5 steps to improve your chance at getting a small business loan

For eCommerce businesses, the costs to startup may be small compared to a brick-and-mortar ventures. But the costs to achieve real growth can hinder them just the same.

Funding new initiatives—a site redesign, an expansive digital marketing campaign, a bulk order on inventory—is difficult without outside capital. And to achieve that capital, most businesses (particularly small eCommerce firms) won’t get venture capital funding. They’ll need to use debt financing instead.

Debt financing (usually in the form of a business loan, line of credit, or other financing that requires paying back the principal plus interest) is a risk, but it’s also how business owners maintain full control of their business while accessing funds that wouldn’t be available to them otherwise.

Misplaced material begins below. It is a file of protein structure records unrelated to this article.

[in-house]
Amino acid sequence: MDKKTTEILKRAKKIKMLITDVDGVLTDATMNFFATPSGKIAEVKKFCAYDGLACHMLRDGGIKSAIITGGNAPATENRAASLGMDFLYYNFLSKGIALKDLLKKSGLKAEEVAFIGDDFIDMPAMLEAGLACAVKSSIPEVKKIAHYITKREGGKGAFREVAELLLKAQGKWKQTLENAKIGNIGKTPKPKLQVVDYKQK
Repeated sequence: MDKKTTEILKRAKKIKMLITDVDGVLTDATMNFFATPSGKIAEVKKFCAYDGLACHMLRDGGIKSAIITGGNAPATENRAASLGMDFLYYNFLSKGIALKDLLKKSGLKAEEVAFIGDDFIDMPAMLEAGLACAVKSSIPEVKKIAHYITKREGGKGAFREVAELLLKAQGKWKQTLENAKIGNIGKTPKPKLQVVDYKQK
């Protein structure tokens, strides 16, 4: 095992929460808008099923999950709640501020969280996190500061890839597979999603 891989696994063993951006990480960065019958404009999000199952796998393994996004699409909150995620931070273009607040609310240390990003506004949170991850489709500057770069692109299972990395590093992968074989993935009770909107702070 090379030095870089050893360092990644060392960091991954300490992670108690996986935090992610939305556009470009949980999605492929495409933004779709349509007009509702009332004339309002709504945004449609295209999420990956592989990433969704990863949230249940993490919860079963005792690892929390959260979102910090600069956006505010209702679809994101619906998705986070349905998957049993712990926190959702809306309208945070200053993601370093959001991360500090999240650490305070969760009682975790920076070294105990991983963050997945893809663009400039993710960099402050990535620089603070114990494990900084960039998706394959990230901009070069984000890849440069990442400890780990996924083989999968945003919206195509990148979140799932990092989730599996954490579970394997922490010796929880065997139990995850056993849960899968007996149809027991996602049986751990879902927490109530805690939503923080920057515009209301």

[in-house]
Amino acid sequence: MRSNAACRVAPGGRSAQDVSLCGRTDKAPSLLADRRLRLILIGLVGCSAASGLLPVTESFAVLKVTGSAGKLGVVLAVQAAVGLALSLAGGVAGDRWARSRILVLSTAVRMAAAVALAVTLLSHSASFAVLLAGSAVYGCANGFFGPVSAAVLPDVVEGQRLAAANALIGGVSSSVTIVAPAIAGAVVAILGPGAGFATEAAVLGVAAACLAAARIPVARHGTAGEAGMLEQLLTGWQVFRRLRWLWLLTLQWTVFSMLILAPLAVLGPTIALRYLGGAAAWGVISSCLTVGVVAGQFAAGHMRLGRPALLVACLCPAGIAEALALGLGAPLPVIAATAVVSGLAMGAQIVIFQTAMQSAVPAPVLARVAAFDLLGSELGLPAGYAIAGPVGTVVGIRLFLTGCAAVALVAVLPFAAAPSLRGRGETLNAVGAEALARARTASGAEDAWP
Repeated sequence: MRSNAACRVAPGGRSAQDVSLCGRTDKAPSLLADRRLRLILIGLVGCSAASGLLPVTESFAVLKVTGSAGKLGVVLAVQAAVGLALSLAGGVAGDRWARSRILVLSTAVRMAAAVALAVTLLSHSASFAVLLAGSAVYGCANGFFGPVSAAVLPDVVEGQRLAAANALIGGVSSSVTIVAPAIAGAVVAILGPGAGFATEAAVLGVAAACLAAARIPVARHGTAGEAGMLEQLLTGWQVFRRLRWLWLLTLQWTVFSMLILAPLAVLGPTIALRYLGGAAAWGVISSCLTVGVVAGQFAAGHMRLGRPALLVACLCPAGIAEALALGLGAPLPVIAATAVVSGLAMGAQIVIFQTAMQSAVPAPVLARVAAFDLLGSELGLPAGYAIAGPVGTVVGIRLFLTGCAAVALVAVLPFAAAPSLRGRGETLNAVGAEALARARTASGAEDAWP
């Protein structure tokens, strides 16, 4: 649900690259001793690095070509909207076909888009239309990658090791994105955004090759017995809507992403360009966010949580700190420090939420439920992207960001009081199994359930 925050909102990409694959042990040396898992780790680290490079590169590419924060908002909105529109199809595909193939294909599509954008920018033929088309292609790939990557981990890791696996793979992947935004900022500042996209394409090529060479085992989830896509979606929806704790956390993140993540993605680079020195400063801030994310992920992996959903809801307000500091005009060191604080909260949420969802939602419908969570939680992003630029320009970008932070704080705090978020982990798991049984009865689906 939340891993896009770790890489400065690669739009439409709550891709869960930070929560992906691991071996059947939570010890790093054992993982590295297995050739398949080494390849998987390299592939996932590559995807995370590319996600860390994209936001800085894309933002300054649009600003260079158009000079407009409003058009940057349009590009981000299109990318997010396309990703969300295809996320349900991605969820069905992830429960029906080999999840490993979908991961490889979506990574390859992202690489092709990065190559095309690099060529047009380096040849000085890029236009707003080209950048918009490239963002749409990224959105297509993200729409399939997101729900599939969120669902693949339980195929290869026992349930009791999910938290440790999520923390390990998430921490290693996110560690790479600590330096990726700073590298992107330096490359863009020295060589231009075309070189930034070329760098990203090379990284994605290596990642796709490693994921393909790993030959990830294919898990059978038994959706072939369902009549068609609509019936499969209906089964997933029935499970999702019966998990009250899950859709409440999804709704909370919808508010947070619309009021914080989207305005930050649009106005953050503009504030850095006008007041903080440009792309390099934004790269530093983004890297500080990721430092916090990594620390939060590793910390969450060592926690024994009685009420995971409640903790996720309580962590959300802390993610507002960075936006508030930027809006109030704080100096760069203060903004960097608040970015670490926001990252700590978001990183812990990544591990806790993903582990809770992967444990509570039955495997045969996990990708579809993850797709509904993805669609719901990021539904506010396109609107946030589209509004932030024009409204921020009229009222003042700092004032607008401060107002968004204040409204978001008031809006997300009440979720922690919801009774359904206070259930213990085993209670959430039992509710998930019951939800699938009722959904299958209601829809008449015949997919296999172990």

These days, eCommerce business owners may choose from a variety of loan options. Not all of these funding options will sound good to you—especially if you’re a new business, or if you’ve struggled with credit in the past.

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Whether you’ve already applied for a small business loan and come away disappointed with the offers, or you’re gearing up to apply with either your local bank or an online lender, there are some important steps you can take to improve your chances of getting a quality, low-interest business loan offer and moving ahead with your plans.

Consider taking some or all of the following five steps: